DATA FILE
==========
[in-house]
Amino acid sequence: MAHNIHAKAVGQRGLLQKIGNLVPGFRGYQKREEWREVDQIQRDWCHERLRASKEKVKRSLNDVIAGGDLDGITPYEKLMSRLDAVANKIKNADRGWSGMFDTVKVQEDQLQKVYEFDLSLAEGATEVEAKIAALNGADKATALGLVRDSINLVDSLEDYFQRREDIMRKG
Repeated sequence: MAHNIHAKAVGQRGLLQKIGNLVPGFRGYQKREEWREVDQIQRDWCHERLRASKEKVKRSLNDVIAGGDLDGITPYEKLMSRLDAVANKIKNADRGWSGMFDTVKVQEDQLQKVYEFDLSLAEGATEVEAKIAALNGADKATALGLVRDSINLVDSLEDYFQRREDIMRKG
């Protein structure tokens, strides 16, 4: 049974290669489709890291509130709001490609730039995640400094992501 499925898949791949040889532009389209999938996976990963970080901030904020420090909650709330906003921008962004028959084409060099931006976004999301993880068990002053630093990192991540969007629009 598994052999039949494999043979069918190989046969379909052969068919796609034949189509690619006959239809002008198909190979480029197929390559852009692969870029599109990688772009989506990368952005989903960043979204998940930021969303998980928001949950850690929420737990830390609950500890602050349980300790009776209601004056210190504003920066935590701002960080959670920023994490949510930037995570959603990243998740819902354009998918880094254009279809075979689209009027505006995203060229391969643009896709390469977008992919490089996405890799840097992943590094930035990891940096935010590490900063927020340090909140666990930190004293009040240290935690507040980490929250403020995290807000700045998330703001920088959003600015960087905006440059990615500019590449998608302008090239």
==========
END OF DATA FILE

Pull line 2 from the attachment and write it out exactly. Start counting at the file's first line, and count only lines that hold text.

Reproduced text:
Amino acid sequence: MAHNIHAKAVGQRGLLQKIGNLVPGFRGYQKREEWREVDQIQRDWCHERLRASKEKVKRSLNDVIAGGDLDGITPYEKLMSRLDAVANKIKNADRGWSGMFDTVKVQEDQLQKVYEFDLSLAEGATEVEAKIAALNGADKATALGLVRDSINLVDSLEDYFQRREDIMRKG